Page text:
Our side had no other option, but to think, always, and operate outside the box.
We may need those very approaches and qualities if we are to tackle the economic challenges we are now facing as a nation.
Third, the fight against the white-settler order involved much more than guns and shooting skills.
It required generating and directing a whole socio-cultural-cum-political movement which sought to incubate and nourish a new identity and a new outlook to succeed the colonial one.
That capacity to map out at the level of ideas an alternative ideological path, different from the colonial one and motivating and inspiring all and sundry along the way is what is now needed to take our nation forward.
In brief, it can be argued we have far more to learn from our experiences during the liberation war.
Talk about principles, values, vision, depth of character, determination, organisational skills and navigating the global terrain etc; all these aspects are embedded in one way or other in our liberation war.
As a Nation, we are still to decode much from the same war of liberation.
This is how critical and central this war should be to all of us.
Now the challenge: Since the liberation struggle is the foundation upon which modern Zimbabwe is founded, the framework within which we can build a strong united Nation, are there ways which we can rely on to transmit this liberation ethos from one generation to the next more or less as a matter of course?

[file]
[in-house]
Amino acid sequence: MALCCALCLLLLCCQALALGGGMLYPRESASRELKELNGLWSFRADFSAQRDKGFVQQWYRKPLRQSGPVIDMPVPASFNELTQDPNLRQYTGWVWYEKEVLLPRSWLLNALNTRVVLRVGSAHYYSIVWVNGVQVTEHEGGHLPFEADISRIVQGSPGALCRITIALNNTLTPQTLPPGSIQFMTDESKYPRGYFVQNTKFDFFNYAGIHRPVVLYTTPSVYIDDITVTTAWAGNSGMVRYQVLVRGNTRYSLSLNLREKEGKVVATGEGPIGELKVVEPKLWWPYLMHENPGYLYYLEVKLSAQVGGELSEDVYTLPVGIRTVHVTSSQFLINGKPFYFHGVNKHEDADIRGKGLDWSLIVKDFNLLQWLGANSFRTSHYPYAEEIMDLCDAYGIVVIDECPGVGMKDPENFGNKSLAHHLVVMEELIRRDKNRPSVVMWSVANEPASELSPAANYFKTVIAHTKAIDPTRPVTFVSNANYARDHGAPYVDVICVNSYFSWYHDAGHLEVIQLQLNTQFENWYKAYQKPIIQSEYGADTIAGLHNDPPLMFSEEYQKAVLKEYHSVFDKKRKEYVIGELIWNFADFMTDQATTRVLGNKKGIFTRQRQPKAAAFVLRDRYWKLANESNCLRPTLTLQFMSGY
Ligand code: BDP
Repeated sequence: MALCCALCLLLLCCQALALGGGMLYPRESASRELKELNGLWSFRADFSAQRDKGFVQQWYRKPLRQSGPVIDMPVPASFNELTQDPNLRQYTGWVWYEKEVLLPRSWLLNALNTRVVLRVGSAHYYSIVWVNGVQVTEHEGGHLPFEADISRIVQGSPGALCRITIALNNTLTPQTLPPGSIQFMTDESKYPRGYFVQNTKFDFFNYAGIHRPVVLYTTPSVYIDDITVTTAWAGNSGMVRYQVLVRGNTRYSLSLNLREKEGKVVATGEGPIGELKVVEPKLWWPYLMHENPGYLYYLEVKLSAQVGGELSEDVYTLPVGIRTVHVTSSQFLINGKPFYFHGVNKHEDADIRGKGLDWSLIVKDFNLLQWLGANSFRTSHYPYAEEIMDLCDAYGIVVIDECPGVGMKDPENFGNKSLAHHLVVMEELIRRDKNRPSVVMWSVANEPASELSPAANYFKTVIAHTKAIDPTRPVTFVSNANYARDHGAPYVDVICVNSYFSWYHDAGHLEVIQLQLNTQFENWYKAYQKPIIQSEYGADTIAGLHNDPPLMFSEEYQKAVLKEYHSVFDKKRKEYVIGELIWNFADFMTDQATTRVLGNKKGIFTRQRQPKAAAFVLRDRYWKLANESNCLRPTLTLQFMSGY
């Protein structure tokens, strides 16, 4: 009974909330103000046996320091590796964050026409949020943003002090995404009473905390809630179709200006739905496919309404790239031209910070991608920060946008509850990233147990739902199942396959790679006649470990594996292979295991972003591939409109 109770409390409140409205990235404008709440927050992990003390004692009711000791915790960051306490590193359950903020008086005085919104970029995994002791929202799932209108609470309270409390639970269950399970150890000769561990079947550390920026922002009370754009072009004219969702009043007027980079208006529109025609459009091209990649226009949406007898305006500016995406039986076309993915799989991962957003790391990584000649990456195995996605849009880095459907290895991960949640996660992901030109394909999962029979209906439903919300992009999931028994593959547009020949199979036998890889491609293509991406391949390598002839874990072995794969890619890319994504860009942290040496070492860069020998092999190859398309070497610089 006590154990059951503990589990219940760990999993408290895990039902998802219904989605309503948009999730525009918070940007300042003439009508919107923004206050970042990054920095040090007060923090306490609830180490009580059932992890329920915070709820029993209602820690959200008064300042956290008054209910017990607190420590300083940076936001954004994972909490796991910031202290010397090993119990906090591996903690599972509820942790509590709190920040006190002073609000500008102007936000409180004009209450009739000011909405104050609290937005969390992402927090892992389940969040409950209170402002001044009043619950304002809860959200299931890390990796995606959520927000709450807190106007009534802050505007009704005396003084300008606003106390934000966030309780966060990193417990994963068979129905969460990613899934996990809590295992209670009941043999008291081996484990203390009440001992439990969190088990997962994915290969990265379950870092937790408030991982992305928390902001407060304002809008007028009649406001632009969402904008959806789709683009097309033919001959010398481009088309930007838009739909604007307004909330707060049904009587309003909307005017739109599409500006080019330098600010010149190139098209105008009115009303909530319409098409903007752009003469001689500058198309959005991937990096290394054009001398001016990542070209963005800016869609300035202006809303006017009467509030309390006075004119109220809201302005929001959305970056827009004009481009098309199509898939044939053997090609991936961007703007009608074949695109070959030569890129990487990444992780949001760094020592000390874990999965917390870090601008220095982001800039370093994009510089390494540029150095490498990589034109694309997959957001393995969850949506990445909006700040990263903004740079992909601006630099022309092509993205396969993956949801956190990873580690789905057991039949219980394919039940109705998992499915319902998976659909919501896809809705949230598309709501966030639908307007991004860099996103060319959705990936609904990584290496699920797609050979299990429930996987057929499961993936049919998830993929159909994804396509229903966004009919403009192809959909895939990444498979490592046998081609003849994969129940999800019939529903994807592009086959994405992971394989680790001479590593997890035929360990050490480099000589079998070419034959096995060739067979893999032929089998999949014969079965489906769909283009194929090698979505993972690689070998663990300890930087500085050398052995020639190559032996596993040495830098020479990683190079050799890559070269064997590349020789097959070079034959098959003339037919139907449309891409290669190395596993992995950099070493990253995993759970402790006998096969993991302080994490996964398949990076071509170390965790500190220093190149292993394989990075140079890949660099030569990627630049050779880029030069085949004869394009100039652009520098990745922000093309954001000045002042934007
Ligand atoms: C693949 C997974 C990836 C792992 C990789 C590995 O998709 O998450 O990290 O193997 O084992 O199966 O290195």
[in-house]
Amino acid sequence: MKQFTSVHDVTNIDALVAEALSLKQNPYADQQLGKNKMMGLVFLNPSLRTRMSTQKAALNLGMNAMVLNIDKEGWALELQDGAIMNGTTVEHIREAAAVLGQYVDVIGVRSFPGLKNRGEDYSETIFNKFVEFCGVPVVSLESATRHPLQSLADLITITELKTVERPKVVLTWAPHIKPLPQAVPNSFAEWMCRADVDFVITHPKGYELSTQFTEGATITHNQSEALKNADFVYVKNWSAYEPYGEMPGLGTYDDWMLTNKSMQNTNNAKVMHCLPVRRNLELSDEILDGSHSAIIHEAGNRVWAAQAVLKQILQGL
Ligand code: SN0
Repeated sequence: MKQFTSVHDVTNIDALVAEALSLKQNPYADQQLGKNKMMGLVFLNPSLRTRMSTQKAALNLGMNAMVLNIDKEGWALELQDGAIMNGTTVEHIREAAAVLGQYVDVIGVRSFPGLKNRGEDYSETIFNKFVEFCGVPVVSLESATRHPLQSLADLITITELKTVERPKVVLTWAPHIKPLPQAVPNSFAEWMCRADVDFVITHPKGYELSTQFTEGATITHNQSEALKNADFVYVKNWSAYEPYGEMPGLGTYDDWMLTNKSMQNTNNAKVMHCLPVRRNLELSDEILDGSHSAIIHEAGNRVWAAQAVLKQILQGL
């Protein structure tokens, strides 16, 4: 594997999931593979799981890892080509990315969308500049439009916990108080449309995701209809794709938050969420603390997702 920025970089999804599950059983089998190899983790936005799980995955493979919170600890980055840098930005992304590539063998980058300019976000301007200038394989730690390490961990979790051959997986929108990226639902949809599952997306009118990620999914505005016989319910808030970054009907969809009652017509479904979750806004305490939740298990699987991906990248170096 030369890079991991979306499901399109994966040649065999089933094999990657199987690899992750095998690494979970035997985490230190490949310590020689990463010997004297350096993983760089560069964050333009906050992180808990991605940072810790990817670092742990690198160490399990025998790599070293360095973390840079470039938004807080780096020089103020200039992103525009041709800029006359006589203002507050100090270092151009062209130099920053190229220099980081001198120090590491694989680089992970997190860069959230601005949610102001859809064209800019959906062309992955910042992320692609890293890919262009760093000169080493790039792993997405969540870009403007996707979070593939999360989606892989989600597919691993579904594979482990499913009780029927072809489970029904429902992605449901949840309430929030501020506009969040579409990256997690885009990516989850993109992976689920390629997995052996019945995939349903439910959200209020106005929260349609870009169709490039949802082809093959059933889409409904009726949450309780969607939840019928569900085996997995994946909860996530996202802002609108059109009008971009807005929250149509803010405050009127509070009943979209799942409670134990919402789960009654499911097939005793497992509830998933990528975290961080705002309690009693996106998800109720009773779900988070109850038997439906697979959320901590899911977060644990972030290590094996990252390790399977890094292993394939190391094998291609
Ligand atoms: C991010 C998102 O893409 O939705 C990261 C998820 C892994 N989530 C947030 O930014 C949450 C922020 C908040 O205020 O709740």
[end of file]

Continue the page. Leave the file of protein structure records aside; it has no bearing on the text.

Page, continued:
As hinted before, it is true that this story may have many versions, many editions even, varied in length and sometimes richly coloured by the all too familiar human desire for drama and spectacle.
What is important is to narrate the liberation story in a way that is as natural as we breathe the air around us.
To tell it in the way all of us want to narrate to each other at the end of each day what we have seen and heard during the day.
The point here is: How can we make this liberation story so ubiquitous as to become a key aspect of a pervasive national ethos which informs and guides all that we do as we interact with each other and with other nations?
If only our institutions, such as those in the education sector, those in the religious sector, those of the military and the media sector, if only all these and many more could carry out their roles using the struggle as their informing framework, their constant point of reference, only then can we begin to build the kind of national cohesion and identity that is often displayed by the French, the British and the Germans, among other nations, wherever they go and wherever they are.
In a sense, our liberation history should be popularised in many ways which go on to create a national sensibility steeped in history, the kind of sensibility which makes it possible for primary schoolchildren in Europe and America, barely 10 years old, sing about the evils of Adolf Hitler as if they were born and taught by the same mother on the same day.
As for the American children, they even talk about their founding fathers and about their war heroes well before the age of 10.
In other words, the question is: How do we make our liberation history a natural phenomenon that our kids grow up with, something natural, living and likeable, something that is part of us and not necessarily as something to be endured during school lessons in order to pass examinations?